Regrettably, the Merced City Council decided not to place a tax measure on the November ballot to raise funds to build a new police station. This was the result of city staff failing to follow council direction to prepare a timely plan to build it.
As citizens of Merced, you deserve to know how this happened and how it hurts you and the city.
We need a new police station. The current station was built 55 years ago with a second story was added in 1980. It’s small with cramped spaces for detectives, managers, briefing rooms, lockers, interview rooms, the dispatch center and places to store records, weapons and evidence. Most say the working conditions are deplorable.
A good working environment is important to attracting and retaining police officers. Of the 97 positions for sworn officers, at least six are continually unfilled. Having fewer officers, and fewer experienced officers, reduces our safety.
The cost of building a new station has increased by roughly 4 percent per year since 2013, from $500 per square foot to $600. The new station is estimated to cost $32 million in bond funding and each year of delay adds $1.28 million. With raise interest rates expected to rise 1 percent over the coming year, the city will have to pay more to service any bonds sold to build the new station.
In July 2015, the council directed staff to analyze five locations for a new station. The following October, staff reported it had studied 11 sites, and recommended the Sun-Star site because of its central location, 5-acre lot and the low cost of converting an existing building into a police station. On April 4, 2016, the council approved the appraisal and purchase of the site.
In addition, the council approved the appraisal of the 4.5 acre city-owned site for a new station on Yosemite Avenue at Mansionette near the Raley’s market. The council was clear about its two goals: find a more central site and make the city-owned site available for commercial development. Such appraisals should take four months.
In August 2016, I presented a 16-step schedule to prepare a design and financing plan for the new station leading to measure for the November 2018 ballot.
At the June 5, 2017 council meeting, the site on Yosemite was changed from police station to neighborhood commercial. At the same meeting the council called building a new police station a “very high priority.”
Fifteen months after council direction, on Aug. 7, 2017 the city purchased the Sun-Star building for $1.62 million and rented it back to the newspaper. On Aug. 21, the city manager said building the new police station is the most important project staff is working on. A public survey conducted in October 2017 found 68 percent of voters supported it.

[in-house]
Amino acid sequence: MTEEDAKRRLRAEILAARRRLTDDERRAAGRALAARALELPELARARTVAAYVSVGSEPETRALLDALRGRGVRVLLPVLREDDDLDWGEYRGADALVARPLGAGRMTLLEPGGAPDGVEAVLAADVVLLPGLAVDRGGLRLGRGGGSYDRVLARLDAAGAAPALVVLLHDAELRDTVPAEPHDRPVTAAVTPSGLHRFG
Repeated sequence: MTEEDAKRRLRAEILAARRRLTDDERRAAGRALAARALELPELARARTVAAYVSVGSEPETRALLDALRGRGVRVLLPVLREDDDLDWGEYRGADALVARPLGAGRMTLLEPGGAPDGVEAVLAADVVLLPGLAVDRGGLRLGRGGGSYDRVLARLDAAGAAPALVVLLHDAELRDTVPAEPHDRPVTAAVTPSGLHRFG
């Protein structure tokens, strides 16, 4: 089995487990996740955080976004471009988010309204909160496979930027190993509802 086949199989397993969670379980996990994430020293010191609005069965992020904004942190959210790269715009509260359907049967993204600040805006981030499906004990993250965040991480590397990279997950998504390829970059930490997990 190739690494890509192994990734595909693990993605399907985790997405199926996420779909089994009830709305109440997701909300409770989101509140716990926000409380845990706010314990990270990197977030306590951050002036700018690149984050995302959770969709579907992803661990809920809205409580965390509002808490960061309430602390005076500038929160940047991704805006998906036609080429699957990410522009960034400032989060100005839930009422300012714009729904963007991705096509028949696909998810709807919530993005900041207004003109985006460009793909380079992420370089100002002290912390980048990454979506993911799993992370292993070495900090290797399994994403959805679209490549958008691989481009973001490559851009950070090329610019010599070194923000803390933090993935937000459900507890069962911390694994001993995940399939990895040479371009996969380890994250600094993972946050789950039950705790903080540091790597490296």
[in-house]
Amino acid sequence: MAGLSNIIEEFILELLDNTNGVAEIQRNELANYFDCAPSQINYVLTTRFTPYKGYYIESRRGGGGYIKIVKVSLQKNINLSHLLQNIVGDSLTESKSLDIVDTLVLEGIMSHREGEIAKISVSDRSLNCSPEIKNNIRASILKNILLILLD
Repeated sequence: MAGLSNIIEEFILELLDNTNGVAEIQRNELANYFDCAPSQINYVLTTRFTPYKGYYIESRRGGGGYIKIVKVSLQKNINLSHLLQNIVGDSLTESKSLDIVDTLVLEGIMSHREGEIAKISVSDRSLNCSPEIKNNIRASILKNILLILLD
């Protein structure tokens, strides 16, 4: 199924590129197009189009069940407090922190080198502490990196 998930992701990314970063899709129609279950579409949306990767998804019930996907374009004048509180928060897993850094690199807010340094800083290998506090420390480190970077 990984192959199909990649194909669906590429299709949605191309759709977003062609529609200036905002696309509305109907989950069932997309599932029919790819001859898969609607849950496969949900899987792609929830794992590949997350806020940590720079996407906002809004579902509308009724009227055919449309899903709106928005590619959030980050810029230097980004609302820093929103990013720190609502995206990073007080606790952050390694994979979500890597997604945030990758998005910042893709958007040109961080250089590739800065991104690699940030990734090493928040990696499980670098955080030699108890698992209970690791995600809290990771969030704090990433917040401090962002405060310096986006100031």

Council emphasized that a direct mailer to educate the public on the reasons we need a new police station was needed in early 2018. But two mailers sent in 2018 failed to mention the reasons the police station needs replacing. I asked the council to appoint a subcommittee to meet the voter attitude consultant to review the next mailer to ensure the need for a new police station was explained. Council declined.
No architect was hired to provide a needs assessment, preliminary design and a cost estimate, as had been recommended. In late June, another voter attitude survey asked voters if they would vote for a $45 million bond and for a parcel tax of $68 per $100,000 of assessed value (about $3 million annually) for 30 years to upgrade police, fire and emergency operations. If there had been more discussion, and better planning, the wording could have been for a lesser tax – perhaps $45 per $100,000. With a $68 parcel tax, without explaining reasons a new station is needed, voter support fell to 61 percent – well below the 68 percent needed for approval.
A majority of the council agreed to postpone placing the measure on the ballot until finding an architect to do a needs assessment, preliminary design and a good cost estimate. Staff indicated one task for the architect will be to reassess the possible sites for the new station. As a result of engineering studies, council has decided to demolish the Sun-Star building and build a new station.
Regarding council’s clear direction to sell the 4.5 acres at Yosemite and Mansionette avenues for commercial development, the staff decided – without council agreement – that the site should be retained as a possible part of a public-private venture to build the police station.
I thought you needed to know.
Michael Belluomini, is a member of the Merced City Council.